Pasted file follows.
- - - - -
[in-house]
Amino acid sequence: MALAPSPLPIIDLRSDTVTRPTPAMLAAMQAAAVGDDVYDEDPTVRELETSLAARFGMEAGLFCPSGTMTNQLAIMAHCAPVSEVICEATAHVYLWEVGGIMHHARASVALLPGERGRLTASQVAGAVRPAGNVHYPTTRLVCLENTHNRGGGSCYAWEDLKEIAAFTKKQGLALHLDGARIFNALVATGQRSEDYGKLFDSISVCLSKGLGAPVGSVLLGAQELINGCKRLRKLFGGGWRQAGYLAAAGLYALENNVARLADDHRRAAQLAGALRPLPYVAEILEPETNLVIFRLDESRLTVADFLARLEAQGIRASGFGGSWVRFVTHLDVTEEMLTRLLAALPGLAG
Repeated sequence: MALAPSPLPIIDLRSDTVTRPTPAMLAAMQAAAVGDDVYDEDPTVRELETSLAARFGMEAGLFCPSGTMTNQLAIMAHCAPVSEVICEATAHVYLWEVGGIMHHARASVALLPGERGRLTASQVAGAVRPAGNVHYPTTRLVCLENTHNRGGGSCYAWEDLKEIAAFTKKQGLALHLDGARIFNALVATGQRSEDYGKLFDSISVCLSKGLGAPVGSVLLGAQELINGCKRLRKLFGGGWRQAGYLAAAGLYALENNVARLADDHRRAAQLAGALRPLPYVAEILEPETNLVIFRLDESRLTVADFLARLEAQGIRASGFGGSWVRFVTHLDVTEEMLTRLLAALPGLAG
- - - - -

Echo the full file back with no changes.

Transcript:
[in-house]
Amino acid sequence: MALAPSPLPIIDLRSDTVTRPTPAMLAAMQAAAVGDDVYDEDPTVRELETSLAARFGMEAGLFCPSGTMTNQLAIMAHCAPVSEVICEATAHVYLWEVGGIMHHARASVALLPGERGRLTASQVAGAVRPAGNVHYPTTRLVCLENTHNRGGGSCYAWEDLKEIAAFTKKQGLALHLDGARIFNALVATGQRSEDYGKLFDSISVCLSKGLGAPVGSVLLGAQELINGCKRLRKLFGGGWRQAGYLAAAGLYALENNVARLADDHRRAAQLAGALRPLPYVAEILEPETNLVIFRLDESRLTVADFLARLEAQGIRASGFGGSWVRFVTHLDVTEEMLTRLLAALPGLAG
Repeated sequence: MALAPSPLPIIDLRSDTVTRPTPAMLAAMQAAAVGDDVYDEDPTVRELETSLAARFGMEAGLFCPSGTMTNQLAIMAHCAPVSEVICEATAHVYLWEVGGIMHHARASVALLPGERGRLTASQVAGAVRPAGNVHYPTTRLVCLENTHNRGGGSCYAWEDLKEIAAFTKKQGLALHLDGARIFNALVATGQRSEDYGKLFDSISVCLSKGLGAPVGSVLLGAQELINGCKRLRKLFGGGWRQAGYLAAAGLYALENNVARLADDHRRAAQLAGALRPLPYVAEILEPETNLVIFRLDESRLTVADFLARLEAQGIRASGFGGSWVRFVTHLDVTEEMLTRLLAALPGLAG